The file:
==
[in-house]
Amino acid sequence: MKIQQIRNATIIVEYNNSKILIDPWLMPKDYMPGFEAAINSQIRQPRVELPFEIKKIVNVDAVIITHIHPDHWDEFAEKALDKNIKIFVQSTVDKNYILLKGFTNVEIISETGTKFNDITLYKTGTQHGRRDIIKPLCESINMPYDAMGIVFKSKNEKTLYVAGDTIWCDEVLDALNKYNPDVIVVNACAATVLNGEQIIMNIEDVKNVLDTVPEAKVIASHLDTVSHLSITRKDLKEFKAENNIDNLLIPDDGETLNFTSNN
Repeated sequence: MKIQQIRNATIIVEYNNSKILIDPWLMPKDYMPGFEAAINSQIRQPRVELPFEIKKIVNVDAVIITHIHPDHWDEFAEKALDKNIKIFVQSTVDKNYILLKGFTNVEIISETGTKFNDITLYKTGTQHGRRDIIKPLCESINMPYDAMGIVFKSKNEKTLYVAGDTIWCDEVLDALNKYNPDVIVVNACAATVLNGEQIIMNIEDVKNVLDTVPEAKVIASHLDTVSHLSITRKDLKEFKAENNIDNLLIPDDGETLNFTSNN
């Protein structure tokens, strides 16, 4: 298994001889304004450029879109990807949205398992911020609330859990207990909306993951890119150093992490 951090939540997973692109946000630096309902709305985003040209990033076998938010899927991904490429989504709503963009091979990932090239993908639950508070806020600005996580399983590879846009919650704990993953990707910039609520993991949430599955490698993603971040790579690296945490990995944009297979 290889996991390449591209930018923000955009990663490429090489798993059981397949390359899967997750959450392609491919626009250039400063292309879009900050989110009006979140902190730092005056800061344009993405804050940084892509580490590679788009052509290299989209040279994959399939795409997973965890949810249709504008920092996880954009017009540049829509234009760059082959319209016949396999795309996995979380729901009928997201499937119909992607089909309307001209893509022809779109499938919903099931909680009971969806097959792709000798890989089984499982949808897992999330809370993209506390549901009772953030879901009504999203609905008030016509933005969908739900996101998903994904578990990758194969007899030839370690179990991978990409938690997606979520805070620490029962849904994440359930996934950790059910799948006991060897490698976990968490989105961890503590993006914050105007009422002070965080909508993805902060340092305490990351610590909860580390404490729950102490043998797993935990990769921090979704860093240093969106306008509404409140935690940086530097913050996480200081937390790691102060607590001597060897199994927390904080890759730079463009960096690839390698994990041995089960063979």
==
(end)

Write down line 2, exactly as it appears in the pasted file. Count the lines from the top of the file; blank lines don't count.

Amino acid sequence: MKIQQIRNATIIVEYNNSKILIDPWLMPKDYMPGFEAAINSQIRQPRVELPFEIKKIVNVDAVIITHIHPDHWDEFAEKALDKNIKIFVQSTVDKNYILLKGFTNVEIISETGTKFNDITLYKTGTQHGRRDIIKPLCESINMPYDAMGIVFKSKNEKTLYVAGDTIWCDEVLDALNKYNPDVIVVNACAATVLNGEQIIMNIEDVKNVLDTVPEAKVIASHLDTVSHLSITRKDLKEFKAENNIDNLLIPDDGETLNFTSNN